Monday, January 30, 2012

Life as a set of Phd comics.

This is about my life as graduate student,and I will not mince words when I say this - Graduate student life is very,very hard. I have been more cheery so far than some of my peers , but there are indeed some moments when I feel like I'm at the end of an alley,with no discernible place to turn to. One thing I would like to clarify at this point is this - I'm not advocating against graduate life or the possibilities and opportunities that come with it. I clearly have learnt a lot more in an year and a half of Graduate school so far than I did in four years of getting a bachelor's degree in Engineering,but to quote up a cliche, the path to a successful graduate degree is not strewn with roses,and has more than a fair share of thorns.

These are some points that one always needs to remember while in Graduate school :
1. You are not alone - This is an especially interesting point - One only needs to look at any of the various rants/posts/message-board support about life in graduate school,and academia to understand that there are a lot of other people in various stages of graduate life,experiencing the same problem that one is.
2. This too,shall pass - One needs to remember that grad school eventually does end,and with the passage of time,all will be left are bittersweet memories (Maybe just slightly more bitter than sweet,for some folks =) ).
3. Do not be afraid to seek help - Depression is not uncommon among graduate students, thanks to the sheer work that it demands,coupled with other things in life,and one should not be afraid to seek professional help about it. Most universities tend to have a free counseling center,and they can help with combating depression,anxiety and general stress. And besides,they're free!
4. Staying motivated is important - It doesn't take a great leap of analysis to understand that one's interest and focus towards a certain task/set of tasks are not necessarily the same at all times,especially with the stress involved,and it important that one does not lose a considerable amount of motivation that may hinder his/her progress in the research being done. Having said that, if the loss of motivation is due to realizing that the research is not something that doesn't stimulate one,or pique's one's interest anymore, it may be a good idea to attempt moving away to seek inspiration elsewhere.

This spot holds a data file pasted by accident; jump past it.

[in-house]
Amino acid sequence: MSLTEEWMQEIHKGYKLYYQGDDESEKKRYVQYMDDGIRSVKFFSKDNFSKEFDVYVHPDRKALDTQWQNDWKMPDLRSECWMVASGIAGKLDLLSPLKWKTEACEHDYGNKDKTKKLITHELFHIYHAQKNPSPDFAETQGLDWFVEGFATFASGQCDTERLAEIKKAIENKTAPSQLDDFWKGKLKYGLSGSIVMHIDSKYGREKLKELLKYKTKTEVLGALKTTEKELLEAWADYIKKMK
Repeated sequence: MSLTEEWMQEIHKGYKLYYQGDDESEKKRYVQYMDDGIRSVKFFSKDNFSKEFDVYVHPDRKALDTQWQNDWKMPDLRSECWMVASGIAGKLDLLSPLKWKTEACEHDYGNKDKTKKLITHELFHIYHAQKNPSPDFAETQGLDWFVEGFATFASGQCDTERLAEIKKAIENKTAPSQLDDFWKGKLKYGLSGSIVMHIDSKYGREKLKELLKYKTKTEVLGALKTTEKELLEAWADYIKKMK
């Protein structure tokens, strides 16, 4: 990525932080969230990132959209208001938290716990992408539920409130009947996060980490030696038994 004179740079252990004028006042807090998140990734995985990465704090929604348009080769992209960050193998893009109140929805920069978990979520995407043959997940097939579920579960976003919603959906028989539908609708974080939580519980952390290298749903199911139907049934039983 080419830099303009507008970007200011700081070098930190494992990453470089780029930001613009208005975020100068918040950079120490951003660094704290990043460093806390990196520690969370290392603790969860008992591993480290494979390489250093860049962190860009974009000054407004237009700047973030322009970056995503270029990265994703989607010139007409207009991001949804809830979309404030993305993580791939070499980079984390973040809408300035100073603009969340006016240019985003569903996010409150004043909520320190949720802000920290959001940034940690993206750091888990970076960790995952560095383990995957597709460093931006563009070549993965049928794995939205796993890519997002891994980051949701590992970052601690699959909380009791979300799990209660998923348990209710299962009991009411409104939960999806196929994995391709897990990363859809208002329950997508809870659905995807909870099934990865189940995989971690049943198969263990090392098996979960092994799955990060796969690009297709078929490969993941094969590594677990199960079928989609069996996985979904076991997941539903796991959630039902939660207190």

5. There is life outside the lab - It is especially easy to forget this,but one's life need not should not be limited to one's research or work in the lab etc, and it is important to not let go off the little things that define oneself as a person. It also might be a good idea to find other such avocations. Of course,the key to it all ,like in any other situation, is moderation.

My experience as a graduate student so far has been nothing short of a saga - It has had it's share of happy moments, emotional upheavals , fast-paced moments, ridiculously slow-paced ones , and a lot of waiting. And when I graduate , I will be a better version of what I was when I came in,for like they say, "What doesn't kill you makes you stronger".

Saturday, January 7, 2012

No true Scotsman.

The most common type of argument that I tend to encounter when talking about the inherent fallacies of religious systems is the 'No true Scotsman' argument. Firstly,let me define what this is : Wikipedia describes it as such -

'No true Scotsman is an informal logical fallacy, an ad hoc attempt to retain an unreasoned assertion. When faced with a counterexample to a universal claim, rather than denying the counterexample or rejecting the original universal claim, this fallacy modifies the subject of the assertion to exclude the specific case or others like it by rhetoric, without reference to any specific objective rule.'.

Let me transcribe a conversation that I sometimes am a part of, that also serves to make clear what fallacy that I'm talking about -

Me: I do not self-identify as a Hindu,but rather as a non-religious person. Other Person: Why? Me: Hinduism ,as a religion,has certain things that I don't agree with,including the caste system Other Person: But,the caste system is not part of True Hinduism.

Essentially,what is happening here is that the other person agrees that the subject (In this case,Hinduism)'s negative trait (In this case,the caste system) being pointed out is indeed negative,but argues for the subject by indicating that 'True Hinduism' does not include the caste system.

As an ex-Hindu,most of my attempts at demystifying religion tend to involve Hindus , and so,I described a conversation referencing Hinduism, but indeed,this logical fallacy is quite common by people of any other religion ,as well.

An important thing about the scientific method is that it does not support the 'No true Scotsman' logical fallacy - a counterexample to an existing notion simply results in the rejection of the existing notion,to make way for a new notion.Thus,in my opinion,the scientific method is the more reliable way to contemplate the cosmos.